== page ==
“Community” is the place where the person you least want to live with always lives, says Henri Nouwen. Often we surround ourselves with the people we most want to live with, which forms a club or a clique, not a community. Anyone can form a club; it takes grace, shared vision, and hard work to form a community.
The Christian church was the first institution in history to bring together on equal footing Jews and Gentiles, men and women, slaves and free. The apostle Paul waxed eloquent on this “mystery, which for ages past was kept hidden in God.” By forming a community out of diverse members, Paul said, we have the opportunity to capture the attention of the world and even the supernatural world beyond (Eph. 3:9–10).
In some ways the church has sadly failed in this assignment. Still, church is the one place I visit that brings together generations: infants still held in their mothers’ arms, children who squirm and giggle at all the wrong times, responsible adults who know how to act appropriately at all times and those who may drift asleep if the preacher drones on too long.
If we want the community experience God is offering to us, we have reason to seek a congregation of people “not like us.”
Watching my young grandson and his friends play T-Ball is entertaining. In this version of baseball, young players often run to the wrong base or don’t know what to do with the ball if they happen to catch it. If we were watching a professional baseball game, these mistakes would not be so funny.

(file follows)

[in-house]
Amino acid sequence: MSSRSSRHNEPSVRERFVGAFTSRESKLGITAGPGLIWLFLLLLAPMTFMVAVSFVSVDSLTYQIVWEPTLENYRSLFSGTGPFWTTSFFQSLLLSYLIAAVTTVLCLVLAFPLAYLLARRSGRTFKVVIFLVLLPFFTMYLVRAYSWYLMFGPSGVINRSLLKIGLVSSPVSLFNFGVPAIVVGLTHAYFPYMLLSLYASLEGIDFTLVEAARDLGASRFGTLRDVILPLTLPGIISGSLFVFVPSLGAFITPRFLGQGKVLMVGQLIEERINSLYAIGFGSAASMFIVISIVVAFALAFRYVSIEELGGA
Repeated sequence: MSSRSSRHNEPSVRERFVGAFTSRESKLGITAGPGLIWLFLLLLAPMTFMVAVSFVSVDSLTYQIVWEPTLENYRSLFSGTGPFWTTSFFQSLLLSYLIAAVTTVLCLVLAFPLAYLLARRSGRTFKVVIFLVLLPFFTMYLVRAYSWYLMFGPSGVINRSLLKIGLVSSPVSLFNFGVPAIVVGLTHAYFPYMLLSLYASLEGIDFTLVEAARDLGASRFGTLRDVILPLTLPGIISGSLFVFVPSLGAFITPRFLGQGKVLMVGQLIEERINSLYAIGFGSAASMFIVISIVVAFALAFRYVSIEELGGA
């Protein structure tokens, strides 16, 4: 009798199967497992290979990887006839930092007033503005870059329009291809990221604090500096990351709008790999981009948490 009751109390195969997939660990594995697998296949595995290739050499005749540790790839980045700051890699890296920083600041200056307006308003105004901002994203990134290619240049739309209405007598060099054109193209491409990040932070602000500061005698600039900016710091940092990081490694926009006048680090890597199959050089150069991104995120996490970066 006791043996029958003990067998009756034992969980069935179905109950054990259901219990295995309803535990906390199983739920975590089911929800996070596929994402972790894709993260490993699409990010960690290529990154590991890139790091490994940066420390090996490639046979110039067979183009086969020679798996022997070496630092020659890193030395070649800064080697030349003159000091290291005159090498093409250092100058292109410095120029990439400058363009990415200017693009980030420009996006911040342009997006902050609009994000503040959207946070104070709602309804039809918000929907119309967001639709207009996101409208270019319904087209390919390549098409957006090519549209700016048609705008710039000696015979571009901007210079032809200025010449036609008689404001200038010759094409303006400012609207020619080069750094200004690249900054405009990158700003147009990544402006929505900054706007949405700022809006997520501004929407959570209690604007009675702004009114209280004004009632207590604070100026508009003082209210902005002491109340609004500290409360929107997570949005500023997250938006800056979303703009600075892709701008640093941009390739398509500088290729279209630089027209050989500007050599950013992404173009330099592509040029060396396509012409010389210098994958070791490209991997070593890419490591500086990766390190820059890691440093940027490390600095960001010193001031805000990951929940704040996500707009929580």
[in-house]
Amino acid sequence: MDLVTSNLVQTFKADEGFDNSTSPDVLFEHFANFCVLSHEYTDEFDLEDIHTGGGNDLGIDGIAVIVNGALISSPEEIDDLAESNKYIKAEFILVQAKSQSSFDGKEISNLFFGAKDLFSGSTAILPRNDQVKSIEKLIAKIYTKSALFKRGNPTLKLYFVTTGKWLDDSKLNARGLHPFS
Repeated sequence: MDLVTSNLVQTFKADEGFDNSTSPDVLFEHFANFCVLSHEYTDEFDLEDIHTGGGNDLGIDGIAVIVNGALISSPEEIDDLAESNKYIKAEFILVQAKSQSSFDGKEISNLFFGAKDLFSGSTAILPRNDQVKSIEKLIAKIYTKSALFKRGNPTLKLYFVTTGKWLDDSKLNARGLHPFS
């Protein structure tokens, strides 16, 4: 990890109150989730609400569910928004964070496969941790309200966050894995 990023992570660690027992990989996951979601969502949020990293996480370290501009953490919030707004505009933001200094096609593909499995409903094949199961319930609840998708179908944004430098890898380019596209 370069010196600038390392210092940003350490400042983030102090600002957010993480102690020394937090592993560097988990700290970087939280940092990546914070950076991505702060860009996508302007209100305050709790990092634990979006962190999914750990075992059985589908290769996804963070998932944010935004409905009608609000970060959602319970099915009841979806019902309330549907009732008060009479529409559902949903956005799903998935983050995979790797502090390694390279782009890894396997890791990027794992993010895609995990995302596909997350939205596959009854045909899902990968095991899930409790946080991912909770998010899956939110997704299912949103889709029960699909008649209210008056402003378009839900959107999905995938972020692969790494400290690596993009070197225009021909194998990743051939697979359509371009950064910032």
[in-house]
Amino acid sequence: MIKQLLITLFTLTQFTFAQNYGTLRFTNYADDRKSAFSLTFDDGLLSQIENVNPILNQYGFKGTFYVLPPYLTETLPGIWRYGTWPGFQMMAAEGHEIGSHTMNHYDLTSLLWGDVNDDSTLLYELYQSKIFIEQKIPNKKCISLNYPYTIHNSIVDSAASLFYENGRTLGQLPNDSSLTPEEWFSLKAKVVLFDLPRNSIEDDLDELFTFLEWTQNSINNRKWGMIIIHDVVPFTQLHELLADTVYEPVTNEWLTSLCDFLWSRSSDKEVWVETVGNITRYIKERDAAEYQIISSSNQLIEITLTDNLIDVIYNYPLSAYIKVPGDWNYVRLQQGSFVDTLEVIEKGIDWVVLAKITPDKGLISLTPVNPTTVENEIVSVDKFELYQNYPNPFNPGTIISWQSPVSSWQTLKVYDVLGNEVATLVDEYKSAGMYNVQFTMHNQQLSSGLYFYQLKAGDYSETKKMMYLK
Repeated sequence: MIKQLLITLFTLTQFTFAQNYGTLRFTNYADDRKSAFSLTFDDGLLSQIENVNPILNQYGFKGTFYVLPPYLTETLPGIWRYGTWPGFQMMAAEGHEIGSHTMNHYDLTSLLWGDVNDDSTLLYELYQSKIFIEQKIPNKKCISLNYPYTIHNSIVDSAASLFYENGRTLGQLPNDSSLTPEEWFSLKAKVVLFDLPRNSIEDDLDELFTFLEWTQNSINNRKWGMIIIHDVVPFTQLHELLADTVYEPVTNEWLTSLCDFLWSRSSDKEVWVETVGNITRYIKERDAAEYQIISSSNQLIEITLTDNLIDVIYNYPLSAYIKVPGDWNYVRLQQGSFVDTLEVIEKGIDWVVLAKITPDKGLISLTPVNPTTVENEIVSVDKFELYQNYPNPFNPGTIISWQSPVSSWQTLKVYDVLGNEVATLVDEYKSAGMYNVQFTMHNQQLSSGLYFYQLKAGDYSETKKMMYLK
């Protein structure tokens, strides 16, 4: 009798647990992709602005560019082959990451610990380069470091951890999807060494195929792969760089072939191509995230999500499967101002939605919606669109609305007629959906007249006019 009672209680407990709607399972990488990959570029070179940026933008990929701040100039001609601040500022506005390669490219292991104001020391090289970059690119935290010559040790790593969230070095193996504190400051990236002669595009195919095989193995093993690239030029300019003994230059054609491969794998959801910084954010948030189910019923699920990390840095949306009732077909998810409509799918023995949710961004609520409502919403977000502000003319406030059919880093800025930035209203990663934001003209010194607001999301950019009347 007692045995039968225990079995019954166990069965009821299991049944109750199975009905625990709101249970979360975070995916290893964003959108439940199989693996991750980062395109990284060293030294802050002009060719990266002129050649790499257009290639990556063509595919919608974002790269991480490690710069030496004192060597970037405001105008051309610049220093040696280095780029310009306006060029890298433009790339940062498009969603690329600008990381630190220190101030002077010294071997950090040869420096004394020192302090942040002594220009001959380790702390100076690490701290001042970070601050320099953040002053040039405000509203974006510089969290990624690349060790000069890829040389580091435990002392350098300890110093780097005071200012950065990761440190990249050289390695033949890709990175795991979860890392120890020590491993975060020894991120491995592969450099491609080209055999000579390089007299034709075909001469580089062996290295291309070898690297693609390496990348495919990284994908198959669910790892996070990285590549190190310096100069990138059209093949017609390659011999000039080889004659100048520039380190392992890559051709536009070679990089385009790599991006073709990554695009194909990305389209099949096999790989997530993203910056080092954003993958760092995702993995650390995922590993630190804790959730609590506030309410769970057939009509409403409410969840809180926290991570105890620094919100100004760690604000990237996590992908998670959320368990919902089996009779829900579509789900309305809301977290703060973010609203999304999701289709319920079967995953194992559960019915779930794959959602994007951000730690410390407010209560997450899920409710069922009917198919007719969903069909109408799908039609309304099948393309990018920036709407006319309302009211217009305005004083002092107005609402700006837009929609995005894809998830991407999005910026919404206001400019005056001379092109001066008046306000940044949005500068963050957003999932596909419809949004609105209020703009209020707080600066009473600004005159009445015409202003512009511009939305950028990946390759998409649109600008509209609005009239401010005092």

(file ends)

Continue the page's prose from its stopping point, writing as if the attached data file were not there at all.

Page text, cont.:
It’s all a matter of maturity.
It’s okay for young athletes to struggle—not knowing what to do or not getting everything exactly right. They are trying and learning. So we coach them and patiently guide them toward maturity. Then we celebrate their success as later they play with skill as a team.
Something similar happens in the life of those who follow Jesus. Paul pointed out that the church needs people who will “be patient, bearing with one another in love” (Eph. 4:2). And we need a variety of “coaches” (pastors, teachers, spiritual mentors) to help us all move toward “unity in the faith” as we strive to “become mature” (v. 13).
The goal as we listen to preaching and teaching and enjoy life together in the church is to grow up to maturity in Christ (v. 15). Each of us is on this journey, and we can encourage each other on the road to maturity in Jesus.
Mary enjoyed her midweek church group meeting when she and several friends gathered to pray, worship, and discuss questions from the previous week’s sermon. This week they were going to talk about the difference between “going” to church and “being” the church in a hurting world. She was looking forward to seeing her friends and having a lively discussion.
As she picked up her car keys, the doorbell rang. “I’m so sorry to bother you,” said her neighbor Sue, “but are you free this morning?” Mary was about to say that she was going out when Sue continued, “I have to take my car to the repair shop. Normally I would walk or cycle home, but I’ve hurt my back and can’t do either at the moment.” Mary hesitated for a heartbeat and then smiled. “Of course,” she said.